Participants at last week's Global ABS conference held in Barcelona looked east, as a handful of panelists tackled the country of Turkey. ASR's Felipe Ossa caught up with one of them, XLCA Managing Director David Stortz, to chat about this fertile corner of the future-flows world and whether onshore existing assets will soon surface there. The conversation also touched on Russia, where onshore existing assets have blossomed, but have yet to bring monoline insurers to roost.
In step with its rivals, XLCA has a firm foothold in Turkey. Earlier this year, it wrapped a $250 million slice of a deal for the bank Yapi Kredi. The transaction collateralized diversified payment rights (DPRs), which, along with credit cards, have been the only viable asset class in the country over the past few years. In 2005, XLCA took on $950 million in Turkish exposure.
ASR: There was chatter in 2005 about the impending arrival of Turkish existing assets. Then interest rates shot up, and everyone quieted down. The talk revived a bit when the mortgage legislation passed in March. What is XLCA's take on the potential for this market?
Stortz: There are still various hurdles. [The question is] whether those could be overcome, and whether you come out with a structure that a financial guarantor would be interested in. [Are you] buying Turkish lira assets, or is someone willing to take the FX risks? There is a swap market out there, but does the tenor match?
ASR: Then there's the question of ratings.
Stortz: We focus on the global local rating. We need investment grade for our risk to even consider it. I wouldn't say [an existing asset securitization] is out of the question this year, but a lot of things have to come together. We've looked at term sheets and concepts, [but] we've done that for a year or two.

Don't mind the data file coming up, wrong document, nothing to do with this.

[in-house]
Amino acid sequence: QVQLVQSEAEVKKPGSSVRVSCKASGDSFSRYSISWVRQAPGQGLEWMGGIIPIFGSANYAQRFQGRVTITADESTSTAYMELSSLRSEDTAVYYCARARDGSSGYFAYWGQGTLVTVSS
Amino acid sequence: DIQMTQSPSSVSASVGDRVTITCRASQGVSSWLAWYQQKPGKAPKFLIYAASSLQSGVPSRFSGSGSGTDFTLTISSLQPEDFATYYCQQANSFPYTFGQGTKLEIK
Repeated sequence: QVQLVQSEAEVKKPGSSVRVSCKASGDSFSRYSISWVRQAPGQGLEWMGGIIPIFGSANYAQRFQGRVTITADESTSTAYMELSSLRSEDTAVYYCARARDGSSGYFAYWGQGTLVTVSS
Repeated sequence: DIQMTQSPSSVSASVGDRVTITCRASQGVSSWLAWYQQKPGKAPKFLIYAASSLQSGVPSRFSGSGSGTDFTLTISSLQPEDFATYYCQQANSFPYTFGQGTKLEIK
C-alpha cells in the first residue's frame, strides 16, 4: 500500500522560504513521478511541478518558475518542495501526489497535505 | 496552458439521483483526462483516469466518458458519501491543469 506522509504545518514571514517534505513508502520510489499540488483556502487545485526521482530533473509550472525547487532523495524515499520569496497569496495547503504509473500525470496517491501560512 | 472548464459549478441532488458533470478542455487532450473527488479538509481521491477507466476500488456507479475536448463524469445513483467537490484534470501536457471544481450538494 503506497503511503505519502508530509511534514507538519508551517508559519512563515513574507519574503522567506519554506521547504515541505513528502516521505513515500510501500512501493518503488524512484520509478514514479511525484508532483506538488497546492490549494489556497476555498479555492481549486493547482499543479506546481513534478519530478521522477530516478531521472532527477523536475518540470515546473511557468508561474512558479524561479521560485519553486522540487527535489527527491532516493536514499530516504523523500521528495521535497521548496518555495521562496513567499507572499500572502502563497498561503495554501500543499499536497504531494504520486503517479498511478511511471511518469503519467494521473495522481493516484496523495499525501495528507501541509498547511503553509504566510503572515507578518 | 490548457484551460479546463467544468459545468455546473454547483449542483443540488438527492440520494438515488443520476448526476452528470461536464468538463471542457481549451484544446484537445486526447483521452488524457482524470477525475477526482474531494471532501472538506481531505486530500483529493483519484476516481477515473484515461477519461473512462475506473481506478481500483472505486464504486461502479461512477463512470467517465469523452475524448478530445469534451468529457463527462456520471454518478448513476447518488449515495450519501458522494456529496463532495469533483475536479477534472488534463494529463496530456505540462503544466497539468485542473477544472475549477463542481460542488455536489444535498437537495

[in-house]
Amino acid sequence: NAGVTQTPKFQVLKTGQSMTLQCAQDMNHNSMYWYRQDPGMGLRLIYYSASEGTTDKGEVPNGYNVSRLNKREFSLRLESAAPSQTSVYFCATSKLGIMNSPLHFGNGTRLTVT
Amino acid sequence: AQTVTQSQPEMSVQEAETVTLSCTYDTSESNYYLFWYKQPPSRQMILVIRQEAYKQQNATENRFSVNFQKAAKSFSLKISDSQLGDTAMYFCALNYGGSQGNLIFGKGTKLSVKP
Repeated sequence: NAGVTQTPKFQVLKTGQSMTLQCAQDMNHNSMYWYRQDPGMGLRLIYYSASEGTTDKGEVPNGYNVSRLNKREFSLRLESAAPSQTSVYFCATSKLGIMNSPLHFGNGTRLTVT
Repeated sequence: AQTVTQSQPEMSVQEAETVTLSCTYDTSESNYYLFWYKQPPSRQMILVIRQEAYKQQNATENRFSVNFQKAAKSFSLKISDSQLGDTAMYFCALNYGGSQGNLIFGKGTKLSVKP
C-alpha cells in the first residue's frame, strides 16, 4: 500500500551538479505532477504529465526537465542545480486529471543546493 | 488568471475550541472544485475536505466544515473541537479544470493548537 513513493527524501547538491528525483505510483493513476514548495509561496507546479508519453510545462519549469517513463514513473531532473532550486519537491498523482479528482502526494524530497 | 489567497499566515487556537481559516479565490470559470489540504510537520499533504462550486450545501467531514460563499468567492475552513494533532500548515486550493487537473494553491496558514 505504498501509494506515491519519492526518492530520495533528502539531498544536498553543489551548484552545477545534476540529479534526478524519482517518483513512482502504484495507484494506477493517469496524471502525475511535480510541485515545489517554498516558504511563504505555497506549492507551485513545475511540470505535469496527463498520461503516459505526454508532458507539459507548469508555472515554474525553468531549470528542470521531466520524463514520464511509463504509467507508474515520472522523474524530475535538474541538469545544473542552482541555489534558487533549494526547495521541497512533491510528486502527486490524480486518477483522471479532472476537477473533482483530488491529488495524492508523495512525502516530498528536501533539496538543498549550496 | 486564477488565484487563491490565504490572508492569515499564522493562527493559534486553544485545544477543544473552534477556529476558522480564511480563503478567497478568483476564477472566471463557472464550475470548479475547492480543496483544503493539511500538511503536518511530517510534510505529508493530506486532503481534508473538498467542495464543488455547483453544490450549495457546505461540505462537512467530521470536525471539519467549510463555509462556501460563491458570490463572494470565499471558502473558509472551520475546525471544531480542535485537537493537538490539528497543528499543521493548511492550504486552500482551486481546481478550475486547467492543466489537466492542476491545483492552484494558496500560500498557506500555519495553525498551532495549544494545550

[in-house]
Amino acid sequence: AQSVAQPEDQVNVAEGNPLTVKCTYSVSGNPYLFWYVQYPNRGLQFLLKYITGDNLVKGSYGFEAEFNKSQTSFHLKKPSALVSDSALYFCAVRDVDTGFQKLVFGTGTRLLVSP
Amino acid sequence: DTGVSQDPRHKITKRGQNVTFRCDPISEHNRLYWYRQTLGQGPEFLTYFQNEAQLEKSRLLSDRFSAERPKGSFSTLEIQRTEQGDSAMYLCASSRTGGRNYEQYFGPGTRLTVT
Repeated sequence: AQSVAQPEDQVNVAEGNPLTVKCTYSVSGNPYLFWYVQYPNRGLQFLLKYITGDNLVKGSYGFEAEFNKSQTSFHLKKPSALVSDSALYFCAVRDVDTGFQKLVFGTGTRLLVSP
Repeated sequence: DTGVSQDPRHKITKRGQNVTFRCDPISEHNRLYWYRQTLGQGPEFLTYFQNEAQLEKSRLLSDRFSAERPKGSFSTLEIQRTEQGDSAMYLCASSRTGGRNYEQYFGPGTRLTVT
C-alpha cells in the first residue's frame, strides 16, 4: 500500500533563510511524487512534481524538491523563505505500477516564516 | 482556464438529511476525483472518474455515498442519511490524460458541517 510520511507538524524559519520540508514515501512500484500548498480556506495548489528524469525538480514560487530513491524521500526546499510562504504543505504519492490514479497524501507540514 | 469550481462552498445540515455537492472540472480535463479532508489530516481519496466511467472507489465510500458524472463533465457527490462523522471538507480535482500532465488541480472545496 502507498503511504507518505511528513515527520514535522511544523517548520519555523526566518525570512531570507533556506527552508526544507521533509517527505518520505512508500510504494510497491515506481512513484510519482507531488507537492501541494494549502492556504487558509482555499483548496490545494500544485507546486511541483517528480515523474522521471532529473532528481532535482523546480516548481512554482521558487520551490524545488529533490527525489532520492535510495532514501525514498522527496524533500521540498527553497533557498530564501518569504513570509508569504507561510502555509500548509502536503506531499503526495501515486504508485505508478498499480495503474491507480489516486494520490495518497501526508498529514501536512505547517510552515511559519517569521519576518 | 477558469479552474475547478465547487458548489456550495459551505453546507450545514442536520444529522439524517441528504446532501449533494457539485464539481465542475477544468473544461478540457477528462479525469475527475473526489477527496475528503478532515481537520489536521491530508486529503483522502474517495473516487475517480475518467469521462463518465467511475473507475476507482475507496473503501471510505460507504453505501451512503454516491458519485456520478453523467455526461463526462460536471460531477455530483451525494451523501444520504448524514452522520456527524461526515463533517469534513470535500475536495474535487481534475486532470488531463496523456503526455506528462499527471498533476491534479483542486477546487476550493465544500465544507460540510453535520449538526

ASR: How about DPRs, do they still appeal to XLCA? Was there a reason you pulled back in 2006, when your peers were active in that class?
Stortz: We were monitoring the available premium levels versus the remaining capacity and didn't find anything that excited us enough to use up more capacity. [It was] purely an economic decision. [Then,] earlier this year, we did the deal for Yapi Kredi, and we continue to monitor opportunities.
ASR: Moving on to Russia, monoline insurers are still not there, even though the country's ABS are in the triple-B/single-A bandwidth. Is XLCA going in anytime soon?
Stortz: We continue to monitor Russia and so far haven't gotten comfortable on a transaction. [More generally,] we haven't gotten comfortable with the banking system risk and the nature of how the political landscape merges with the banking system.
ASR: What would have to happen in Russia for XLCA to consider the country?
Stortz: It's whether our sovereign risk analysts and financial institutions analysts can come together with something we're [all] comfortable with, whether it's a law or [establishing a] track record. [But] it wouldn't necessarily be a specific law change.
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